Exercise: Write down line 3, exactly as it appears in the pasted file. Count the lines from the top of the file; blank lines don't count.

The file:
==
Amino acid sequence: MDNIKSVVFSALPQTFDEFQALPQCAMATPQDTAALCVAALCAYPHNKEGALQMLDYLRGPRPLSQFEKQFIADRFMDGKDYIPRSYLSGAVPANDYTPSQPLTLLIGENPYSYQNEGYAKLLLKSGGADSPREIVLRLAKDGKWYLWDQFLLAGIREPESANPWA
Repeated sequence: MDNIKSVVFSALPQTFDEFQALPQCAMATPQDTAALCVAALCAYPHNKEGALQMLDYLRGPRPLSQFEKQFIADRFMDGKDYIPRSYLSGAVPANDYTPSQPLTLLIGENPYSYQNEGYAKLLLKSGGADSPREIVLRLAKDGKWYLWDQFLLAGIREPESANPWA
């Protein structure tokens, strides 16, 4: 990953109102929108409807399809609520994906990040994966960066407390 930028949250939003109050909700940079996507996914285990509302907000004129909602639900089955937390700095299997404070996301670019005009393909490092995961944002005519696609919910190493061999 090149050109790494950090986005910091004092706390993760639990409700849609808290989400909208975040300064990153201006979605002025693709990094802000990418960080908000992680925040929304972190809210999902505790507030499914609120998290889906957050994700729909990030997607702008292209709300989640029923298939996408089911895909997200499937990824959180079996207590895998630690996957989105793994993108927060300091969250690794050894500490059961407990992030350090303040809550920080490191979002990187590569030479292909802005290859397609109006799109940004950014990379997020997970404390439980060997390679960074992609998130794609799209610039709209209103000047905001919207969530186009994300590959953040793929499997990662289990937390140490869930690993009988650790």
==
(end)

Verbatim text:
């Protein structure tokens, strides 16, 4: 990953109102929108409807399809609520994906990040994966960066407390 930028949250939003109050909700940079996507996914285990509302907000004129909602639900089955937390700095299997404070996301670019005009393909490092995961944002005519696609919910190493061999 090149050109790494950090986005910091004092706390993760639990409700849609808290989400909208975040300064990153201006979605002025693709990094802000990418960080908000992680925040929304972190809210999902505790507030499914609120998290889906957050994700729909990030997607702008292209709300989640029923298939996408089911895909997200499937990824959180079996207590895998630690996957989105793994993108927060300091969250690794050894500490059961407990992030350090303040809550920080490191979002990187590569030479292909802005290859397609109006799109940004950014990379997020997970404390439980060997390679960074992609998130794609799209610039709209209103000047905001919207969530186009994300590959953040793929499997990662289990937390140490869930690993009988650790």